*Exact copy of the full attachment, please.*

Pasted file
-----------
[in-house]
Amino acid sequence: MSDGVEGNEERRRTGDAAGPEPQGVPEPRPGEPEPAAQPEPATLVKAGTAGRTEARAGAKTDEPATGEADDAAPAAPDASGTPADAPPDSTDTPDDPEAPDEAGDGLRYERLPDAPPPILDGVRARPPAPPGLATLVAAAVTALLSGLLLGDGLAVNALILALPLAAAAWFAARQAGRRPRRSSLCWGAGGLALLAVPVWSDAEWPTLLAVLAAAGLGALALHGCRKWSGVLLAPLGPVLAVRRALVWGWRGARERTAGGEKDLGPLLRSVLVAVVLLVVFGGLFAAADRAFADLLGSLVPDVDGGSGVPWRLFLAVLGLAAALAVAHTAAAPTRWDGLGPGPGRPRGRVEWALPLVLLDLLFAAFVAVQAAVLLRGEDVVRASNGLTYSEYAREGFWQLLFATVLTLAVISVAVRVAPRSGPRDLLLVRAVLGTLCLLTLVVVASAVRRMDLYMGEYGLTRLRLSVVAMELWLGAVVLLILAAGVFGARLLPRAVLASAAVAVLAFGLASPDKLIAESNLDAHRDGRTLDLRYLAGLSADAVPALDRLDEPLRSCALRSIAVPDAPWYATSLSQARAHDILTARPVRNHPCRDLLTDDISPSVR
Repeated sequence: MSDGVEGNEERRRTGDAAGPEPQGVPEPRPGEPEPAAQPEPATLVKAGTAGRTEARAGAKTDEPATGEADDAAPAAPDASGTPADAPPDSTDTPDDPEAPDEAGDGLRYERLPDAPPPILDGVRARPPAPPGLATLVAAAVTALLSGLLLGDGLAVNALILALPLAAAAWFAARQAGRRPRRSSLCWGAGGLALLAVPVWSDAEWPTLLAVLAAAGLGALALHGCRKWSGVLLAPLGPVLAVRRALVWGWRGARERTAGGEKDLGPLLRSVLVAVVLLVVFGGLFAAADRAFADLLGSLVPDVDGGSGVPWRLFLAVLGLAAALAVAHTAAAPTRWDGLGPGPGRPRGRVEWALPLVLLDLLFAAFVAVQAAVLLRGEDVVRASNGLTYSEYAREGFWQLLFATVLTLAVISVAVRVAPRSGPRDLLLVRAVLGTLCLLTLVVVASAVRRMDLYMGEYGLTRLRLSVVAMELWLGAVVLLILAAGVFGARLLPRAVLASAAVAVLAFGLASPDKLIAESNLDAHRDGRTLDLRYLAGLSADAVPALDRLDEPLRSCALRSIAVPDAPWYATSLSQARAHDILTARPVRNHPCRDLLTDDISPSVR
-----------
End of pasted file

[in-house]
Amino acid sequence: MSDGVEGNEERRRTGDAAGPEPQGVPEPRPGEPEPAAQPEPATLVKAGTAGRTEARAGAKTDEPATGEADDAAPAAPDASGTPADAPPDSTDTPDDPEAPDEAGDGLRYERLPDAPPPILDGVRARPPAPPGLATLVAAAVTALLSGLLLGDGLAVNALILALPLAAAAWFAARQAGRRPRRSSLCWGAGGLALLAVPVWSDAEWPTLLAVLAAAGLGALALHGCRKWSGVLLAPLGPVLAVRRALVWGWRGARERTAGGEKDLGPLLRSVLVAVVLLVVFGGLFAAADRAFADLLGSLVPDVDGGSGVPWRLFLAVLGLAAALAVAHTAAAPTRWDGLGPGPGRPRGRVEWALPLVLLDLLFAAFVAVQAAVLLRGEDVVRASNGLTYSEYAREGFWQLLFATVLTLAVISVAVRVAPRSGPRDLLLVRAVLGTLCLLTLVVVASAVRRMDLYMGEYGLTRLRLSVVAMELWLGAVVLLILAAGVFGARLLPRAVLASAAVAVLAFGLASPDKLIAESNLDAHRDGRTLDLRYLAGLSADAVPALDRLDEPLRSCALRSIAVPDAPWYATSLSQARAHDILTARPVRNHPCRDLLTDDISPSVR
Repeated sequence: MSDGVEGNEERRRTGDAAGPEPQGVPEPRPGEPEPAAQPEPATLVKAGTAGRTEARAGAKTDEPATGEADDAAPAAPDASGTPADAPPDSTDTPDDPEAPDEAGDGLRYERLPDAPPPILDGVRARPPAPPGLATLVAAAVTALLSGLLLGDGLAVNALILALPLAAAAWFAARQAGRRPRRSSLCWGAGGLALLAVPVWSDAEWPTLLAVLAAAGLGALALHGCRKWSGVLLAPLGPVLAVRRALVWGWRGARERTAGGEKDLGPLLRSVLVAVVLLVVFGGLFAAADRAFADLLGSLVPDVDGGSGVPWRLFLAVLGLAAALAVAHTAAAPTRWDGLGPGPGRPRGRVEWALPLVLLDLLFAAFVAVQAAVLLRGEDVVRASNGLTYSEYAREGFWQLLFATVLTLAVISVAVRVAPRSGPRDLLLVRAVLGTLCLLTLVVVASAVRRMDLYMGEYGLTRLRLSVVAMELWLGAVVLLILAAGVFGARLLPRAVLASAAVAVLAFGLASPDKLIAESNLDAHRDGRTLDLRYLAGLSADAVPALDRLDEPLRSCALRSIAVPDAPWYATSLSQARAHDILTARPVRNHPCRDLLTDDISPSVR